Forget The Fitbit: Can Wearables Be Designed For The Developing World?

Wednesday, May 20, 2015

When we think of wearable technology today, we think of the Fitbits or the Apple Watch. But to many people, tracking our steps or sleep in unprecedented detail or getting a notification slightly faster is interesting but ultimately not quite useful enough. The quantified self, in the context of people who have access to any technology they want, can be inherently self-absorbed.

Imagine a different use case: An impoverished woman in rural Africa, pregnant with her first child and many miles away from medical care. Here, a wearable that helps her track her pregnancy and let her know if she needs to get to a doctor could mean life or death for her unborn child.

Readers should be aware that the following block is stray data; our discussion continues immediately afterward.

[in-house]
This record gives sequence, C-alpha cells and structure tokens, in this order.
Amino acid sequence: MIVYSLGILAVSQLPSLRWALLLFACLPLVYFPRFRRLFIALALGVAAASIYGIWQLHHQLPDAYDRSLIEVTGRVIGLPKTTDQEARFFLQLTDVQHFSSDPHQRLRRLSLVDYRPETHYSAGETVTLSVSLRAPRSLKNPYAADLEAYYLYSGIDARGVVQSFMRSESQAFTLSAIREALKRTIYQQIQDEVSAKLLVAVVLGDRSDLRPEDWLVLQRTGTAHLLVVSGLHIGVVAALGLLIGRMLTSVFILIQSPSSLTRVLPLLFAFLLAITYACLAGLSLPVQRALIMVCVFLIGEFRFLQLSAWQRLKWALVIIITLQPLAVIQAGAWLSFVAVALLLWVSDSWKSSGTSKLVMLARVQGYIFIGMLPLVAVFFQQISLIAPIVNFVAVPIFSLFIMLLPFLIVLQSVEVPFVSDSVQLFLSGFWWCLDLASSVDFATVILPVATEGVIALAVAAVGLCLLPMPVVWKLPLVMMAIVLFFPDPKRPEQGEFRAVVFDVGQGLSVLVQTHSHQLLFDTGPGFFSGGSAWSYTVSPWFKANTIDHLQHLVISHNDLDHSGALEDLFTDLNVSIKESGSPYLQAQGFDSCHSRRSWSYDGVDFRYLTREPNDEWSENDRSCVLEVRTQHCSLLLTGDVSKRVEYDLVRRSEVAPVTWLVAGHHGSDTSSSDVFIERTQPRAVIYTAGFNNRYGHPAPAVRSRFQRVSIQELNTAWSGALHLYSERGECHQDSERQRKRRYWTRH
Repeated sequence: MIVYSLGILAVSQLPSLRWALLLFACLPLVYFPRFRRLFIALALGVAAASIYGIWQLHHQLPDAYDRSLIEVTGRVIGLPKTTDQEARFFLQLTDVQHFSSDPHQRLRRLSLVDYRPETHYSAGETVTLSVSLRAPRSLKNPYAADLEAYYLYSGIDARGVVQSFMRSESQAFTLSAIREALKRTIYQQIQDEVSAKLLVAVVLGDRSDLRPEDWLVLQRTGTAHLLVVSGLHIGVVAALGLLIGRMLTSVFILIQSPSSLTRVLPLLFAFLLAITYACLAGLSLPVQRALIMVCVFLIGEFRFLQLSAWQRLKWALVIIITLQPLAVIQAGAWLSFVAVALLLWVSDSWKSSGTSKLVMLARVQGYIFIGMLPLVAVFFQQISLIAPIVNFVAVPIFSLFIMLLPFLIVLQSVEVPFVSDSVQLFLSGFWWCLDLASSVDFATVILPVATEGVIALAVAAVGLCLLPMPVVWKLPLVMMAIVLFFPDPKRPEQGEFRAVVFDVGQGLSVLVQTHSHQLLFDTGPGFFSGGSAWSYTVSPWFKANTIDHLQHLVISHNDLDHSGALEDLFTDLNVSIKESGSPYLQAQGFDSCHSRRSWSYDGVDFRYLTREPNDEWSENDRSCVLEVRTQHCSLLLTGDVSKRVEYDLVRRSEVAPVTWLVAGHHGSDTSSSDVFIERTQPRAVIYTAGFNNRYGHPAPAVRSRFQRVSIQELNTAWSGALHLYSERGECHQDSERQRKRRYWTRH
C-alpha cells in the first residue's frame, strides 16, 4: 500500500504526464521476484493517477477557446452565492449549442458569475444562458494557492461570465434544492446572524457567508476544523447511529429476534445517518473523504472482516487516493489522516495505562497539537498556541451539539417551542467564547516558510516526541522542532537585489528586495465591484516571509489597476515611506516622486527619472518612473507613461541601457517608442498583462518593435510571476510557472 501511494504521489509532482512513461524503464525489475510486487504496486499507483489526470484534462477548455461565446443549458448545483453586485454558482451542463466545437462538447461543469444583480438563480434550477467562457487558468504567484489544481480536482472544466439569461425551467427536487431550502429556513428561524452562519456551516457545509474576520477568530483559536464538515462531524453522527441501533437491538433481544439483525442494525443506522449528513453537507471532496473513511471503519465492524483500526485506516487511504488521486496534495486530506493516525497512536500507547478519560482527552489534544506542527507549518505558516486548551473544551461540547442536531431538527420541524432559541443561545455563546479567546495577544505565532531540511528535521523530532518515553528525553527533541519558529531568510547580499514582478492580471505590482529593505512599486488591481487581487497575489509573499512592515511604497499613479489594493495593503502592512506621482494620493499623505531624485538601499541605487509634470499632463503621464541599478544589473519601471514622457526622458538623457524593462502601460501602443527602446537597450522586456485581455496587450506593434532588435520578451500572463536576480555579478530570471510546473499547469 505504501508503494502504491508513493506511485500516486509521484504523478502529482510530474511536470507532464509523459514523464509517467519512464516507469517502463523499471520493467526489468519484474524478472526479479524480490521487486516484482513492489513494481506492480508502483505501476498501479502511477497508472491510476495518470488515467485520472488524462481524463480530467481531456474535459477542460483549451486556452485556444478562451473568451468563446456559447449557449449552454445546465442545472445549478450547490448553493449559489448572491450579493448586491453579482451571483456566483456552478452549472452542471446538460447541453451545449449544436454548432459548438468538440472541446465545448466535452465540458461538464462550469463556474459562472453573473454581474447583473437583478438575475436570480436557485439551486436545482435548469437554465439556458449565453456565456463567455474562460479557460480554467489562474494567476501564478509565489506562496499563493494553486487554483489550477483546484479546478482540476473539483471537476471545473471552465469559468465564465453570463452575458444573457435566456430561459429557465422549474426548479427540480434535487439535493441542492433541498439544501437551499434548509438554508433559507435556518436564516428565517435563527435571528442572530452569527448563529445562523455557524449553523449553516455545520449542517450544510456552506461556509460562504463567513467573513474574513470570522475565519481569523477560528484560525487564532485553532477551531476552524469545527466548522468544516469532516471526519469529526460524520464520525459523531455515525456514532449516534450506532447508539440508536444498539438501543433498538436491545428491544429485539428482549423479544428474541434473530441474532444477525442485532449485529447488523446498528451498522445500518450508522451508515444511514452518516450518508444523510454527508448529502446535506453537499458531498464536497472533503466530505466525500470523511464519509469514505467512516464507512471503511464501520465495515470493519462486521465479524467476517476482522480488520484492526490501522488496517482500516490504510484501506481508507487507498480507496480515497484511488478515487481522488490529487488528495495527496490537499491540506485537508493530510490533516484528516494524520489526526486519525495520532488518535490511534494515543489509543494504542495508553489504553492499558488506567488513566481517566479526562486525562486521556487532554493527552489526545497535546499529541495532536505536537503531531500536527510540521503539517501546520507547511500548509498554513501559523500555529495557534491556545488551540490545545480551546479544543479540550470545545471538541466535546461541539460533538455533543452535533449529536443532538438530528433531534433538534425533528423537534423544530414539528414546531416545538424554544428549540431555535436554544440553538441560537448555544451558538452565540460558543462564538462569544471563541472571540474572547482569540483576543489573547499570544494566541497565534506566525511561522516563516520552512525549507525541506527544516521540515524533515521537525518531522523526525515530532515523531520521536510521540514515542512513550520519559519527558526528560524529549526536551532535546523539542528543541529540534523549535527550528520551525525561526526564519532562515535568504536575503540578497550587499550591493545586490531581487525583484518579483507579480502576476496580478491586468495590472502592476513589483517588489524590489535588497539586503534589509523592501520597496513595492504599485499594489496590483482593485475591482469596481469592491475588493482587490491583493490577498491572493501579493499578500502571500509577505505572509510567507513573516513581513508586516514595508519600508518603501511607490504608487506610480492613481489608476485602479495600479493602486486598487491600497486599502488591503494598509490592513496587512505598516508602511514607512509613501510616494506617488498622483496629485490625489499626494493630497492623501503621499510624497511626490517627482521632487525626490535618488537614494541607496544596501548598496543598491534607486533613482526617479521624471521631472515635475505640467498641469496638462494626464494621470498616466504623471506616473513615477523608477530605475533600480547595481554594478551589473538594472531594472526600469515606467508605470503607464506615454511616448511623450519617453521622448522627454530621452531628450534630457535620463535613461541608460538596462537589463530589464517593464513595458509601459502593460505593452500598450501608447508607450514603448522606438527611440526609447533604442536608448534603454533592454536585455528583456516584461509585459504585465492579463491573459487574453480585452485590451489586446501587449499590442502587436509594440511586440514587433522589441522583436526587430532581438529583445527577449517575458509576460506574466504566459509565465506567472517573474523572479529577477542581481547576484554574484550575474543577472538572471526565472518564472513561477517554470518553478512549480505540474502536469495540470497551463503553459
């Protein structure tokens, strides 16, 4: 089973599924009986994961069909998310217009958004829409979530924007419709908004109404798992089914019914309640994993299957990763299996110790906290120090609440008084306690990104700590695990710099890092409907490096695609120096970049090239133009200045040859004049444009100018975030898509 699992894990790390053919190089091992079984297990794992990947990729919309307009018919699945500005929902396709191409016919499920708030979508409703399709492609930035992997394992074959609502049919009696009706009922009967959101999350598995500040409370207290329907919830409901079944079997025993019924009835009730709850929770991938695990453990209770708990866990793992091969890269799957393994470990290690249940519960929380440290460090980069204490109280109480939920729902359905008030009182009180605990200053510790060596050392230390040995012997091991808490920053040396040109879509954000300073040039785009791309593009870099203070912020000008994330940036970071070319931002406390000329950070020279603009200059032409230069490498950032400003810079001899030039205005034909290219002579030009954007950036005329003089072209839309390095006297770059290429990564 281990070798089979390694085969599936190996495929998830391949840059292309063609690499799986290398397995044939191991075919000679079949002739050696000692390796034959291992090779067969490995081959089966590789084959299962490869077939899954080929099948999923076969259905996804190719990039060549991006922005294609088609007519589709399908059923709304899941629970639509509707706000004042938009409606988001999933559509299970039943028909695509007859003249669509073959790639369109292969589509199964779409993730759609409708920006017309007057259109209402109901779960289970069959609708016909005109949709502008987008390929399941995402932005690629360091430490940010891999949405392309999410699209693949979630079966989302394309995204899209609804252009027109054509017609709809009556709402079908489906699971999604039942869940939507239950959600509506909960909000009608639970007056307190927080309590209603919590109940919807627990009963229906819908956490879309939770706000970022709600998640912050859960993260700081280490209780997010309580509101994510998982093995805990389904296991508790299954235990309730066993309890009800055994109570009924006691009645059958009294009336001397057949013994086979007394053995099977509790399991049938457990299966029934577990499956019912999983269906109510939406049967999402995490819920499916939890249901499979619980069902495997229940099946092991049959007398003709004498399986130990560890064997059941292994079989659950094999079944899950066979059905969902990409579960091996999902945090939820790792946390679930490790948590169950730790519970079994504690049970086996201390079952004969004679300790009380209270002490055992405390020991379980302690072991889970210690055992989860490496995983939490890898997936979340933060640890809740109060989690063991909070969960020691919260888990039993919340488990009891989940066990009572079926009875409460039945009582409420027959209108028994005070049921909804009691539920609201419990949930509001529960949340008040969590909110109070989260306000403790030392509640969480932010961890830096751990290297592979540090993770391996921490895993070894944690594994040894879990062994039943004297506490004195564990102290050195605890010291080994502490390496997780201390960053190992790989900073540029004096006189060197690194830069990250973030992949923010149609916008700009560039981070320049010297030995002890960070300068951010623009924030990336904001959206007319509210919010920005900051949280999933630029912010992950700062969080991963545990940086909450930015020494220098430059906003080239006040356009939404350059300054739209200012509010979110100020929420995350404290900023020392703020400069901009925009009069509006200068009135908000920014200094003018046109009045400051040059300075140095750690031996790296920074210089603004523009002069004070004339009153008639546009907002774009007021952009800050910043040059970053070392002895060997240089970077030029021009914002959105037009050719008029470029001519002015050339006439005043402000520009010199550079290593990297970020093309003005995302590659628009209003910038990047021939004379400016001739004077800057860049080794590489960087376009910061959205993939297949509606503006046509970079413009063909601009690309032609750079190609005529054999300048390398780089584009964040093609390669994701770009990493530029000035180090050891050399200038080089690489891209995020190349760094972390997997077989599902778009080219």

That’s one of the uses of wearables and sensor technology anticipated by UNICEF in a new partnership that launches the “Wearables For Good” design challenge, a six-month prize competition that aims to take advantage of the dropping cost of chips, sensors, and devices to benefit the people who may need them the most.

Source: Fast Company (link opens in a new window)

Categories
Health Care, Technology
Tags
global health, healthcare technology, rural healthcare delivery, technology